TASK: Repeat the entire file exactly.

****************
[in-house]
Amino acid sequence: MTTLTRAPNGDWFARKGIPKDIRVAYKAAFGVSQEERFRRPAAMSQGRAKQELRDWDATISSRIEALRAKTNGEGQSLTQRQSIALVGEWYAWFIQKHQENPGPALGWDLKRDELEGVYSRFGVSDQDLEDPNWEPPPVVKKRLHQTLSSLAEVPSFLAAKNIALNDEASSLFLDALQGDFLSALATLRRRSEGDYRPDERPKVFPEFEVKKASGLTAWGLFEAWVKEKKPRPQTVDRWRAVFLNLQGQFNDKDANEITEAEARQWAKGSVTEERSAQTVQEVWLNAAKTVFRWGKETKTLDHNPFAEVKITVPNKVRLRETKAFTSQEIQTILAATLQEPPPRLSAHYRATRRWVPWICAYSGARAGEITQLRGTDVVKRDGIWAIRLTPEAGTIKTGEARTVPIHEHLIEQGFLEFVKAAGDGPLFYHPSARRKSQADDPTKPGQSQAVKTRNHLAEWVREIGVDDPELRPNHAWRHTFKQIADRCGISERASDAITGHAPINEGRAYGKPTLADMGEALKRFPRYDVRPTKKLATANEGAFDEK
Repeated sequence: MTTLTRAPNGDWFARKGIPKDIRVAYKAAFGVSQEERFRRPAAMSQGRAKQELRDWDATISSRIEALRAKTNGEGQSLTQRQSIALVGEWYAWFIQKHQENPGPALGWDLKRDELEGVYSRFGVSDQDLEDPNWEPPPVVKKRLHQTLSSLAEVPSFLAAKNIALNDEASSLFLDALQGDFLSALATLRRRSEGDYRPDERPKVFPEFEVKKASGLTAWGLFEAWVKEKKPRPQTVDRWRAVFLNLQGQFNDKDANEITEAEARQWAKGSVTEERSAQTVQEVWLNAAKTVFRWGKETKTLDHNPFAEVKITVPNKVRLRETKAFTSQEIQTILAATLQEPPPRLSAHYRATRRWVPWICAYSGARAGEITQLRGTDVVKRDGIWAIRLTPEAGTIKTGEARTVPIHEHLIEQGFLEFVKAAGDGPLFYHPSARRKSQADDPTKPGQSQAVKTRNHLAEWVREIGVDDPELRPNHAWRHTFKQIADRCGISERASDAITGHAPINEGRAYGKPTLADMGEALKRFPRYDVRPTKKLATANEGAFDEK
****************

[in-house]
Amino acid sequence: MTTLTRAPNGDWFARKGIPKDIRVAYKAAFGVSQEERFRRPAAMSQGRAKQELRDWDATISSRIEALRAKTNGEGQSLTQRQSIALVGEWYAWFIQKHQENPGPALGWDLKRDELEGVYSRFGVSDQDLEDPNWEPPPVVKKRLHQTLSSLAEVPSFLAAKNIALNDEASSLFLDALQGDFLSALATLRRRSEGDYRPDERPKVFPEFEVKKASGLTAWGLFEAWVKEKKPRPQTVDRWRAVFLNLQGQFNDKDANEITEAEARQWAKGSVTEERSAQTVQEVWLNAAKTVFRWGKETKTLDHNPFAEVKITVPNKVRLRETKAFTSQEIQTILAATLQEPPPRLSAHYRATRRWVPWICAYSGARAGEITQLRGTDVVKRDGIWAIRLTPEAGTIKTGEARTVPIHEHLIEQGFLEFVKAAGDGPLFYHPSARRKSQADDPTKPGQSQAVKTRNHLAEWVREIGVDDPELRPNHAWRHTFKQIADRCGISERASDAITGHAPINEGRAYGKPTLADMGEALKRFPRYDVRPTKKLATANEGAFDEK
Repeated sequence: MTTLTRAPNGDWFARKGIPKDIRVAYKAAFGVSQEERFRRPAAMSQGRAKQELRDWDATISSRIEALRAKTNGEGQSLTQRQSIALVGEWYAWFIQKHQENPGPALGWDLKRDELEGVYSRFGVSDQDLEDPNWEPPPVVKKRLHQTLSSLAEVPSFLAAKNIALNDEASSLFLDALQGDFLSALATLRRRSEGDYRPDERPKVFPEFEVKKASGLTAWGLFEAWVKEKKPRPQTVDRWRAVFLNLQGQFNDKDANEITEAEARQWAKGSVTEERSAQTVQEVWLNAAKTVFRWGKETKTLDHNPFAEVKITVPNKVRLRETKAFTSQEIQTILAATLQEPPPRLSAHYRATRRWVPWICAYSGARAGEITQLRGTDVVKRDGIWAIRLTPEAGTIKTGEARTVPIHEHLIEQGFLEFVKAAGDGPLFYHPSARRKSQADDPTKPGQSQAVKTRNHLAEWVREIGVDDPELRPNHAWRHTFKQIADRCGISERASDAITGHAPINEGRAYGKPTLADMGEALKRFPRYDVRPTKKLATANEGAFDEK